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Taking critical services to the home : scaling-up home-based maternal and postnatal care, including family planning, through community midwifery in Kenya

MWANGI, Annie
WARREN, Charlotte
2008

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This publication is the report of a project to scale-up a community-based model, in Kenya, that enabled women to give birth safely at home or be referred to a hospital when attended by a self-employed skilled midwife living in the community. The findings of the project were that community midwifery contributed to increasing the proportion of women assisted by skilled attendants during birth in the four districts in which the scheme was trialed, amounting to just under half of all skilled attended births in the districts. Although the skilled birth attendant rate in these districts was well below the national average of 42 percent, there was a steady increase in the proportion of attended deliveries since CMs were introduced in 2005. The districts also reported an increase in postnatal assessments in the first 48 hours and increase in immunization coverage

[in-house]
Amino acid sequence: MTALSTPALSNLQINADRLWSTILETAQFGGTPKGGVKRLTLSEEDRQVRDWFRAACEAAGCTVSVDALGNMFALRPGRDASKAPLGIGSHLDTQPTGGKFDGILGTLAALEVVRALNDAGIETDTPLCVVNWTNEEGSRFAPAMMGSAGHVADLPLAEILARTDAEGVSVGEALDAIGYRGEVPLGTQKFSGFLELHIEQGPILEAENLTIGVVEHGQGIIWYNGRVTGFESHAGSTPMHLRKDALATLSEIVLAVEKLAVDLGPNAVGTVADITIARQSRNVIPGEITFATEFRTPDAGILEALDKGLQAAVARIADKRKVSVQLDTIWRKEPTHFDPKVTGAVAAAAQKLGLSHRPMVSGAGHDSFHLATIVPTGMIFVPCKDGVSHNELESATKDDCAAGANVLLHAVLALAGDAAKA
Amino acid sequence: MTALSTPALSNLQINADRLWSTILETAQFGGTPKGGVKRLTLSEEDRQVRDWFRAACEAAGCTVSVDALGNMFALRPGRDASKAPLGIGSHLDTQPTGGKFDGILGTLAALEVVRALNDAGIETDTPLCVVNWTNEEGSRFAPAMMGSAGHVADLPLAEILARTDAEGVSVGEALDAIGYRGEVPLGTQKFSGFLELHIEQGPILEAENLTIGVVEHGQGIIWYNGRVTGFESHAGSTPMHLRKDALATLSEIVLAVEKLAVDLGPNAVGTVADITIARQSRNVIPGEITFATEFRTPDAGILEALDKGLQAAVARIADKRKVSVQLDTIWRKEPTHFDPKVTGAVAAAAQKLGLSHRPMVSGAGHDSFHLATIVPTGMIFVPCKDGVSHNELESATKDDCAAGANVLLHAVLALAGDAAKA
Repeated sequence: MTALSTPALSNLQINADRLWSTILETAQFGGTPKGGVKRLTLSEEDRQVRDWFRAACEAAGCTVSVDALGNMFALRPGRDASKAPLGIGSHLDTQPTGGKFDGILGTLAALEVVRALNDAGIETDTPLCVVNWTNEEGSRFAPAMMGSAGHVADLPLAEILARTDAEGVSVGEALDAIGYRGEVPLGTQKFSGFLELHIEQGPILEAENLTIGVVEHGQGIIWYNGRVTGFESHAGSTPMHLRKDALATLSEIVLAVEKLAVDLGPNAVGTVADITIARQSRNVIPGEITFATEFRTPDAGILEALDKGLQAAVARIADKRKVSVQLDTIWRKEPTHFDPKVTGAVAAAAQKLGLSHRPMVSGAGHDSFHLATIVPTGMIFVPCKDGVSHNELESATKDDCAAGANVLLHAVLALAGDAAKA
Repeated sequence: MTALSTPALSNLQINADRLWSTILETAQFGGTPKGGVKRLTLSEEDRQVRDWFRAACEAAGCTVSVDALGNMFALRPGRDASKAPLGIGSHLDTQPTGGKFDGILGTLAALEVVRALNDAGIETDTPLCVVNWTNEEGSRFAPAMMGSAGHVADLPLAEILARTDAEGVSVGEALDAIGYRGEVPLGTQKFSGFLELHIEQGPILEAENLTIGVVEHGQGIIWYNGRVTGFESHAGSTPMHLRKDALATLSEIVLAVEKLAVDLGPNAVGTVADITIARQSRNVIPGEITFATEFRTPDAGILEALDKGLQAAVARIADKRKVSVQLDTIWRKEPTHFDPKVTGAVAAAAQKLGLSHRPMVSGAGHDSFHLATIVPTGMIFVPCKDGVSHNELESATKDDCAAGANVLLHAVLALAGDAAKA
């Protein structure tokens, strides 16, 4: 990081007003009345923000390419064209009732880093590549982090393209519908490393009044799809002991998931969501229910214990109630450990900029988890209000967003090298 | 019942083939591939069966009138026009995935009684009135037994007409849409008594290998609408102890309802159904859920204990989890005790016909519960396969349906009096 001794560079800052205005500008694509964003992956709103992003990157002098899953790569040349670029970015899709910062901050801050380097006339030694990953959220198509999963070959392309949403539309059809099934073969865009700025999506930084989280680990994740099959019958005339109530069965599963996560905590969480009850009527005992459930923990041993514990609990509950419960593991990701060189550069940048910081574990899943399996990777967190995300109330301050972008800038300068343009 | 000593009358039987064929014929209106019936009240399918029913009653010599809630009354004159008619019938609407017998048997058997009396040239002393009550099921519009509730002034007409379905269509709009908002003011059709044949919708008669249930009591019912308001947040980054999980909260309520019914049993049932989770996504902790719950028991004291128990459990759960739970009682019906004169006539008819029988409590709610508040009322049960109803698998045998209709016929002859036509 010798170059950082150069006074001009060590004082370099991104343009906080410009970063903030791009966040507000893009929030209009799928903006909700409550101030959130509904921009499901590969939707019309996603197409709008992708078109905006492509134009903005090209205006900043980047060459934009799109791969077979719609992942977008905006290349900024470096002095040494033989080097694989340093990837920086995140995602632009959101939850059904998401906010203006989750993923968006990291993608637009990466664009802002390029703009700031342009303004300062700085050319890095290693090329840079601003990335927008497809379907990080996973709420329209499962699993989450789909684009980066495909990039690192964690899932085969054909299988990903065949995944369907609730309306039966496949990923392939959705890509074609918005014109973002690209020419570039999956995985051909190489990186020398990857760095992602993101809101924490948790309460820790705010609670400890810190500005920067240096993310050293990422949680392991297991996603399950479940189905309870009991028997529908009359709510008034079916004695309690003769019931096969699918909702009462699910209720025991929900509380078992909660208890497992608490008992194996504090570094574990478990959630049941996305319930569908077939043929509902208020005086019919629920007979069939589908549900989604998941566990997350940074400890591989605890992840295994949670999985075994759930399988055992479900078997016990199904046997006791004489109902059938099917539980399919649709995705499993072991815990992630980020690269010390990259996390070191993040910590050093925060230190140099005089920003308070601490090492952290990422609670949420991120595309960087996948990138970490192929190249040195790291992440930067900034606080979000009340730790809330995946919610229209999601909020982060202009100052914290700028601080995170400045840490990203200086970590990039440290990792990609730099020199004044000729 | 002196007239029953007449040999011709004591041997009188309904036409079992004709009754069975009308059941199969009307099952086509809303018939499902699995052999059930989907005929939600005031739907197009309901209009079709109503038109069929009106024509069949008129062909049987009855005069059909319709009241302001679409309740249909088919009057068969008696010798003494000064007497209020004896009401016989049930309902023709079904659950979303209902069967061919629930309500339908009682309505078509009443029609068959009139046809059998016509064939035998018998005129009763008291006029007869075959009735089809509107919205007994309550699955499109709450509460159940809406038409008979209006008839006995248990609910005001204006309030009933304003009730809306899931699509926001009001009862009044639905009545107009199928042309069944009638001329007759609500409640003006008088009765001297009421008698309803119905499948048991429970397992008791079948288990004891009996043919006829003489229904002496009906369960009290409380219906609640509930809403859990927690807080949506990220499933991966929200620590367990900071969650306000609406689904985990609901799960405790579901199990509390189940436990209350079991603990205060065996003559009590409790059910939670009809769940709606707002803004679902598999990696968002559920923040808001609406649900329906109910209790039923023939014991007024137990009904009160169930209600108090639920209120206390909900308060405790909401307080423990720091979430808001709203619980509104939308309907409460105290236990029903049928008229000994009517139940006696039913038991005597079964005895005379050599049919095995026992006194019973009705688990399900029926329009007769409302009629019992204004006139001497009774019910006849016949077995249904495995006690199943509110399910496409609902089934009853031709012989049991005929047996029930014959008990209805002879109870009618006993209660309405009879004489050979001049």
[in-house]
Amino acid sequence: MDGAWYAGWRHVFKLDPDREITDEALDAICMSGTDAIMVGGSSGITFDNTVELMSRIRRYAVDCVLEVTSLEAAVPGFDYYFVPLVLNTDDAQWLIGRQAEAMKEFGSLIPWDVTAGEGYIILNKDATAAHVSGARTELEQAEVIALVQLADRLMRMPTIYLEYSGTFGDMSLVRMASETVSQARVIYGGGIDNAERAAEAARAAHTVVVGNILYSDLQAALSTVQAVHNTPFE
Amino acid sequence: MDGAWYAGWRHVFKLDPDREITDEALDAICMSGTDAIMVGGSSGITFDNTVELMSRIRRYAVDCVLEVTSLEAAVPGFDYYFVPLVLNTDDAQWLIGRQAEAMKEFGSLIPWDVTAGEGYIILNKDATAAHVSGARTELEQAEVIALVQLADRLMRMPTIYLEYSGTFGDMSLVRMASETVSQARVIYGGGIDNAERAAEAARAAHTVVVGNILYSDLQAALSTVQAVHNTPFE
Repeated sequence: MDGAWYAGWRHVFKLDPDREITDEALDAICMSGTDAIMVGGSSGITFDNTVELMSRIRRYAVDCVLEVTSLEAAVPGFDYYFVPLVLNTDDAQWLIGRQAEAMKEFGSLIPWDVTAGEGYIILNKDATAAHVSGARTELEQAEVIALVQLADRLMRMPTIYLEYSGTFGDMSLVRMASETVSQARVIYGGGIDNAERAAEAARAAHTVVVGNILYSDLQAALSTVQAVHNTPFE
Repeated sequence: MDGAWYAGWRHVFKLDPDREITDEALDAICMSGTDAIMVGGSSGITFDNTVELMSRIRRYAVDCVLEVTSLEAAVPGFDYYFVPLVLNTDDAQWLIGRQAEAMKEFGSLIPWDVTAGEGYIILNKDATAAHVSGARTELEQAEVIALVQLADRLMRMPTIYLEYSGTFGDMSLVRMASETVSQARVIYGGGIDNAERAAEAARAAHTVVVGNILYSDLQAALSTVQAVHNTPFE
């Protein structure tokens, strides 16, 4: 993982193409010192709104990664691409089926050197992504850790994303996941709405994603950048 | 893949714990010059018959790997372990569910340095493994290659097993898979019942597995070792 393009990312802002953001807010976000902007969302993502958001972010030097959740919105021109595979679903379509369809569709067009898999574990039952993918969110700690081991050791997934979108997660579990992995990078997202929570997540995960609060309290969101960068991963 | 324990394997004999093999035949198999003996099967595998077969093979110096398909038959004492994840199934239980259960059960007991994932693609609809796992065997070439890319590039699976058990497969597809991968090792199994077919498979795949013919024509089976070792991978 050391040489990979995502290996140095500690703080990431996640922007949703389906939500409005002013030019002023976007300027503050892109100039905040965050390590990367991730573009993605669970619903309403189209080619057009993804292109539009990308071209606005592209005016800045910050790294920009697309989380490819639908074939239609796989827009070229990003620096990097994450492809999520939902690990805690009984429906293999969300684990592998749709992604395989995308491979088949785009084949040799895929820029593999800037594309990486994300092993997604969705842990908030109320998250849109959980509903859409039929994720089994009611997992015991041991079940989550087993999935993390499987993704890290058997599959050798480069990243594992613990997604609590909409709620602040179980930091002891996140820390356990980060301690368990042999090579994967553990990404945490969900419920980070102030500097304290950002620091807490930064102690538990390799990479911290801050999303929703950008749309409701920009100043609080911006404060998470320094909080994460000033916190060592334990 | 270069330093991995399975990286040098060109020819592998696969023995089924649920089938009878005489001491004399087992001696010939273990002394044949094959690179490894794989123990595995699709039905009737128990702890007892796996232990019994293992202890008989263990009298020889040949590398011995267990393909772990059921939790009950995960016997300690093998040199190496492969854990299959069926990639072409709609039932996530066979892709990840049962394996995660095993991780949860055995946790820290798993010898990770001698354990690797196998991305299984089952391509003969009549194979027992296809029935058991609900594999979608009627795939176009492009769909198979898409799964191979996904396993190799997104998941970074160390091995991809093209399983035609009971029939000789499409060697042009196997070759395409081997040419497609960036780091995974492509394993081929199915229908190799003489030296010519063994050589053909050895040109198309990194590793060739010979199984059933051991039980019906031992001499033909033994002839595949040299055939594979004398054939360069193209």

Community based approaches to prevention of mother-to-child transmission of HIV : findings from a low income community in Kenya

KAAI, Susan-Baek
et al
August 2007

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This is the report of an intervention study in Kibera, an urban slum in Nairobi, to determine what effect three different community-based activities had on the utilisation of key prevention of mother-to-child transmission (PMTCT) services. The interventions included moving services closer to the population via mobile clinics, as well as increasing psychosocial support through the use of traditional birth attendants and peer counsellors as PMTCT promoters

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